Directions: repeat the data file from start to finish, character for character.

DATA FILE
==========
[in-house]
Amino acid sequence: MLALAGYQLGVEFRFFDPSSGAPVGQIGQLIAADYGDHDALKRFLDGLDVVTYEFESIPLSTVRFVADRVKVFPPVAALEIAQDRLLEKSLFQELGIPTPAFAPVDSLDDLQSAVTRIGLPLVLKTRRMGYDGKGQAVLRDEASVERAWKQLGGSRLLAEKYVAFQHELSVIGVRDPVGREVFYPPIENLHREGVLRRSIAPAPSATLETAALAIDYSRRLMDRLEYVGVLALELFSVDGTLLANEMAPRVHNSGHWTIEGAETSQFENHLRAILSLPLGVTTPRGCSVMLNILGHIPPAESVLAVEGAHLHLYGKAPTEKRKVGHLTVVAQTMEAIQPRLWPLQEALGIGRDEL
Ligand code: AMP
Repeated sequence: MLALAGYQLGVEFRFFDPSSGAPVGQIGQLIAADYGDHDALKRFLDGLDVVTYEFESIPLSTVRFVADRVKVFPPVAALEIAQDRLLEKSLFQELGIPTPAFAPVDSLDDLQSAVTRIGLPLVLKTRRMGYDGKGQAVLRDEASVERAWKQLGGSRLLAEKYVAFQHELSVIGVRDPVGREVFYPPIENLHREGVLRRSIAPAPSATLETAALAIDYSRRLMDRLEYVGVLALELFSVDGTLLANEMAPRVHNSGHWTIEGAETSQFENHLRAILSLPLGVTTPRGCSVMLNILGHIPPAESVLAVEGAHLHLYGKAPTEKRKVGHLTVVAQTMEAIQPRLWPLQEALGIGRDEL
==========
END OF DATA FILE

[in-house]
Amino acid sequence: MLALAGYQLGVEFRFFDPSSGAPVGQIGQLIAADYGDHDALKRFLDGLDVVTYEFESIPLSTVRFVADRVKVFPPVAALEIAQDRLLEKSLFQELGIPTPAFAPVDSLDDLQSAVTRIGLPLVLKTRRMGYDGKGQAVLRDEASVERAWKQLGGSRLLAEKYVAFQHELSVIGVRDPVGREVFYPPIENLHREGVLRRSIAPAPSATLETAALAIDYSRRLMDRLEYVGVLALELFSVDGTLLANEMAPRVHNSGHWTIEGAETSQFENHLRAILSLPLGVTTPRGCSVMLNILGHIPPAESVLAVEGAHLHLYGKAPTEKRKVGHLTVVAQTMEAIQPRLWPLQEALGIGRDEL
Ligand code: AMP
Repeated sequence: MLALAGYQLGVEFRFFDPSSGAPVGQIGQLIAADYGDHDALKRFLDGLDVVTYEFESIPLSTVRFVADRVKVFPPVAALEIAQDRLLEKSLFQELGIPTPAFAPVDSLDDLQSAVTRIGLPLVLKTRRMGYDGKGQAVLRDEASVERAWKQLGGSRLLAEKYVAFQHELSVIGVRDPVGREVFYPPIENLHREGVLRRSIAPAPSATLETAALAIDYSRRLMDRLEYVGVLALELFSVDGTLLANEMAPRVHNSGHWTIEGAETSQFENHLRAILSLPLGVTTPRGCSVMLNILGHIPPAESVLAVEGAHLHLYGKAPTEKRKVGHLTVVAQTMEAIQPRLWPLQEALGIGRDEL